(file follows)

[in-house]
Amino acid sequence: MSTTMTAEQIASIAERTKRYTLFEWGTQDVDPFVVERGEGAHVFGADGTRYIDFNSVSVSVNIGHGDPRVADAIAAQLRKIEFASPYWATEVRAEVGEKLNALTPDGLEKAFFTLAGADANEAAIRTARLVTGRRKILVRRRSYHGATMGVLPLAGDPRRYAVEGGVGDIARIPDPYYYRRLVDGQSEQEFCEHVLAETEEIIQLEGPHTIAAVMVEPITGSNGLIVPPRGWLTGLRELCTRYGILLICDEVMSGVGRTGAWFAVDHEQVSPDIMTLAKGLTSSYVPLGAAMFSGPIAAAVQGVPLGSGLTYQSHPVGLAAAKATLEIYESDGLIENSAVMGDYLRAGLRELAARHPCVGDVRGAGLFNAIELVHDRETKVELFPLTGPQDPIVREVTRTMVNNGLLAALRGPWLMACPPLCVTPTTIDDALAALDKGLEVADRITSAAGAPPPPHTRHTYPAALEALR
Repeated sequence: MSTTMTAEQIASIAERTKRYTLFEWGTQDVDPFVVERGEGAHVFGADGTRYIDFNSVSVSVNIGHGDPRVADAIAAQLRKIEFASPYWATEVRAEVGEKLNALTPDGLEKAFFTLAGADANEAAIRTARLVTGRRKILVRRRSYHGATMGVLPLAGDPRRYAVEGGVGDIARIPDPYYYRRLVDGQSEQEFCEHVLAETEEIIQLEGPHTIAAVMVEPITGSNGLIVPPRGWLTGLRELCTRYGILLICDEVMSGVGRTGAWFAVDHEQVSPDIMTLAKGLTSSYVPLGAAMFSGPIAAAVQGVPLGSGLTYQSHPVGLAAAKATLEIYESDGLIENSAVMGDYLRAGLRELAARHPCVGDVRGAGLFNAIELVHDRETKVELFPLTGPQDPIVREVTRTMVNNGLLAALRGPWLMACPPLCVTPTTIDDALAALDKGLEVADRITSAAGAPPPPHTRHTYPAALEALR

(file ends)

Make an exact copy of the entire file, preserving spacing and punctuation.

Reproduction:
[in-house]
Amino acid sequence: MSTTMTAEQIASIAERTKRYTLFEWGTQDVDPFVVERGEGAHVFGADGTRYIDFNSVSVSVNIGHGDPRVADAIAAQLRKIEFASPYWATEVRAEVGEKLNALTPDGLEKAFFTLAGADANEAAIRTARLVTGRRKILVRRRSYHGATMGVLPLAGDPRRYAVEGGVGDIARIPDPYYYRRLVDGQSEQEFCEHVLAETEEIIQLEGPHTIAAVMVEPITGSNGLIVPPRGWLTGLRELCTRYGILLICDEVMSGVGRTGAWFAVDHEQVSPDIMTLAKGLTSSYVPLGAAMFSGPIAAAVQGVPLGSGLTYQSHPVGLAAAKATLEIYESDGLIENSAVMGDYLRAGLRELAARHPCVGDVRGAGLFNAIELVHDRETKVELFPLTGPQDPIVREVTRTMVNNGLLAALRGPWLMACPPLCVTPTTIDDALAALDKGLEVADRITSAAGAPPPPHTRHTYPAALEALR
Repeated sequence: MSTTMTAEQIASIAERTKRYTLFEWGTQDVDPFVVERGEGAHVFGADGTRYIDFNSVSVSVNIGHGDPRVADAIAAQLRKIEFASPYWATEVRAEVGEKLNALTPDGLEKAFFTLAGADANEAAIRTARLVTGRRKILVRRRSYHGATMGVLPLAGDPRRYAVEGGVGDIARIPDPYYYRRLVDGQSEQEFCEHVLAETEEIIQLEGPHTIAAVMVEPITGSNGLIVPPRGWLTGLRELCTRYGILLICDEVMSGVGRTGAWFAVDHEQVSPDIMTLAKGLTSSYVPLGAAMFSGPIAAAVQGVPLGSGLTYQSHPVGLAAAKATLEIYESDGLIENSAVMGDYLRAGLRELAARHPCVGDVRGAGLFNAIELVHDRETKVELFPLTGPQDPIVREVTRTMVNNGLLAALRGPWLMACPPLCVTPTTIDDALAALDKGLEVADRITSAAGAPPPPHTRHTYPAALEALR